Gone are the days when FSI’s (free standing inserts) in the Sunday paper were the number one source of coupons. Numerous coupon sources and companies that aggregate coupons have proliferated over the past three years. With that and advancement with technology,  many of the best coupons are now printed or downloaded to the club card.

So along came the parade of grocery apps…

My smartphone has been cluttered with 32 apps that claim to help streamline grocery shopping, hone in on deals, and find coupons. OK, 32 is alot, but it’s my business to know. I found many of them by reading articles for top grocery apps. After waiting weeks and months for new apps to fail to fix their bugs, I uninstall. Some, have added patches to make them at least somewhat functional. I have laughed out loud at many of them, and become frustrated almost to the point of tears on others. What is the point of scanning my grocery receipt anyway? Even more pointless when the app returns their analysis that they couldn’t find better deals, but offered four other totally unrelated deals. That was “CartCrunch” by the way. “ZipList” is a crying shame. I can’t even begin. “PriceSpotting” is laughable, and has absolutely no value to saving money on groceries. Even high profile apps like “Favado” haven’t proven to offer comparison shopping, deal stacking, or even the best deals.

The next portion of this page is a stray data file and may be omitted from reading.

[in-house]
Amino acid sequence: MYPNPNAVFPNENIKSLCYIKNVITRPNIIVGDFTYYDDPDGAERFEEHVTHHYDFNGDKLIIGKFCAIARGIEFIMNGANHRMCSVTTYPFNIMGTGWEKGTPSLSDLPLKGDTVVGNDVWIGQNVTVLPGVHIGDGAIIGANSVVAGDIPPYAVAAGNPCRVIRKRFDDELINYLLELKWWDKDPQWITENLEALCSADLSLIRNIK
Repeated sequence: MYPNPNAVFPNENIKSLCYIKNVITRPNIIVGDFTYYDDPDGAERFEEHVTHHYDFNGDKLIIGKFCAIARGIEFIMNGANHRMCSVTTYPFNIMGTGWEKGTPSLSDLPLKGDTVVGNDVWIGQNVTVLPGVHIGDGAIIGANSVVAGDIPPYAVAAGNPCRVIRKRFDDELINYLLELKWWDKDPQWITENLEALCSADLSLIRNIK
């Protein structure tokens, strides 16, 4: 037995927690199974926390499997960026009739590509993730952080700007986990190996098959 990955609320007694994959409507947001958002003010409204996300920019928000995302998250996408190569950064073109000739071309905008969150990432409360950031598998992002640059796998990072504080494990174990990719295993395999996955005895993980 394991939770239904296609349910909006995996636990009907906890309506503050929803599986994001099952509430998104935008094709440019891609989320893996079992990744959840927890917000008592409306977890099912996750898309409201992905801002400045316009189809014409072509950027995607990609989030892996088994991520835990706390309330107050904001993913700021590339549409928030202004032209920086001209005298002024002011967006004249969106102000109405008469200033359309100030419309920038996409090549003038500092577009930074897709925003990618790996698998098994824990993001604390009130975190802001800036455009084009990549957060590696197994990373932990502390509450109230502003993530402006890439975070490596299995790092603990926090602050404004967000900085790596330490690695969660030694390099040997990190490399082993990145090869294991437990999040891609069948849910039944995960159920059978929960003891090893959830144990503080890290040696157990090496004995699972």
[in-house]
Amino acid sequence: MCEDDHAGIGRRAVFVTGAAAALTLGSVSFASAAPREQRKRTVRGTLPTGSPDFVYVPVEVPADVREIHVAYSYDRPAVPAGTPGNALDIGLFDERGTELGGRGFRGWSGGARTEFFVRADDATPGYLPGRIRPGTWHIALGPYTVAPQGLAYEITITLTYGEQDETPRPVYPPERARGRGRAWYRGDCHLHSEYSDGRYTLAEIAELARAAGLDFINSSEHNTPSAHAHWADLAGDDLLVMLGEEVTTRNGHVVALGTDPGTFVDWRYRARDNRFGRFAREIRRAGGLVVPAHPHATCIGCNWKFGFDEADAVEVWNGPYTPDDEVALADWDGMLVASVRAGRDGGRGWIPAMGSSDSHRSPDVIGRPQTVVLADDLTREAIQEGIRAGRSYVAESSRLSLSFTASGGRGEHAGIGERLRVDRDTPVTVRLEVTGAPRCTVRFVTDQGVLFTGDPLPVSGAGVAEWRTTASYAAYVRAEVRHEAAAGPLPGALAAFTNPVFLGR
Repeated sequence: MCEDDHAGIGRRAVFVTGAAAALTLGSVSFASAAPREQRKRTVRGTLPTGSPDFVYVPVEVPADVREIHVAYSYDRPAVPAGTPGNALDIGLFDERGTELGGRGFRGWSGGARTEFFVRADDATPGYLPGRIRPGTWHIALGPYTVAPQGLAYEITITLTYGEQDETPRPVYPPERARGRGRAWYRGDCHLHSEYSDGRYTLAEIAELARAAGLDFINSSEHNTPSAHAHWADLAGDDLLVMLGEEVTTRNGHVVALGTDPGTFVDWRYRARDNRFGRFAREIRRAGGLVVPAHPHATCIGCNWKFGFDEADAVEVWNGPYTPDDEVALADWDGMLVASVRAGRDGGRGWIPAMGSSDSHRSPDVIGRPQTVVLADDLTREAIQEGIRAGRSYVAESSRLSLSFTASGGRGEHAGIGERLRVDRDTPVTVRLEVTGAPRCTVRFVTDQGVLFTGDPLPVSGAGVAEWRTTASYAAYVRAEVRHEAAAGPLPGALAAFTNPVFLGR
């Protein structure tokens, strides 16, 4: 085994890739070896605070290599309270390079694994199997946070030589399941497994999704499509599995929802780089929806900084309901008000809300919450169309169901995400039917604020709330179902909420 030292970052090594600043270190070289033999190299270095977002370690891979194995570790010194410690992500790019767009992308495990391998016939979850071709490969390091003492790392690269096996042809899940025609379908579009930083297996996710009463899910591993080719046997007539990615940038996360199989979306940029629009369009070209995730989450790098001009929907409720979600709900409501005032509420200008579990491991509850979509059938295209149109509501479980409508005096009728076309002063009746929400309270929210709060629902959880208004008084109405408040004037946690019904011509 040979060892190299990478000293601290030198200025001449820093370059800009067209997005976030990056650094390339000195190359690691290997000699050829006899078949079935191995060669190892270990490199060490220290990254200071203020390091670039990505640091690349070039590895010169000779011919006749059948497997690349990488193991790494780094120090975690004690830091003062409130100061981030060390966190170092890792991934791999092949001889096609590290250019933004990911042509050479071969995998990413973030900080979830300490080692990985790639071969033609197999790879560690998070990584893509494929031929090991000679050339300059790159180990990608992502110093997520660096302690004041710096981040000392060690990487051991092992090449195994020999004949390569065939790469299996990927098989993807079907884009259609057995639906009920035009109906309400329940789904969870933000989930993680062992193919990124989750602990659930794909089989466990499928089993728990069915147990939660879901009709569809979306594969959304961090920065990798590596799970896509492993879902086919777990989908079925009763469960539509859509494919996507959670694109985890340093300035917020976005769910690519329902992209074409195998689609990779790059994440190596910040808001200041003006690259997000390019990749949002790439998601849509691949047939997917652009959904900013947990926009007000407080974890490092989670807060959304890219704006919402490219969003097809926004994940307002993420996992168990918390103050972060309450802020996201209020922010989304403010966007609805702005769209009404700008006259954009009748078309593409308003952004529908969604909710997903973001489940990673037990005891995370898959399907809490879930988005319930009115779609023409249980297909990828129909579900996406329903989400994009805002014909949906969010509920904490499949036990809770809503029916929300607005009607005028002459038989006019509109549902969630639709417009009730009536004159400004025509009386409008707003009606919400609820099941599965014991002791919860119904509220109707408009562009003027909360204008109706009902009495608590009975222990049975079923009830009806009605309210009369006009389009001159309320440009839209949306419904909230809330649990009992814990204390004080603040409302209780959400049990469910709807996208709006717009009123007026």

Not to pick on Favado, because the others are in the same boat or worse… Here’s just a few examples of missed savings potential among hundreds of current listings for numerous stores with many of the same problems:

The Grocery Game Favado
Ralphs – (Kroger) Ocean Spray $1.50 $2.00
Ralphs – (Kroger) Tillamook Cheese 32 oz.  $5.99  $6.99
CVS – Playtex 18 count  $1.29  $2.97
Trader Joe’s – Applegate Farms Herbed Turkey 7 oz  $2.69  $3.69
Trader Joe’s – Weetabix Cereal  $1.49  $2.99
Trader Joe’s – Lundberg Rice Cakes  $1.49  $2.49

Created with the HTML Table Generator

The problem with most of these apps is that they are developed by corporate people and tech geeks, who know nothing about grocery shopping, much less grocery savings, so they lack the strategies for getting the best value.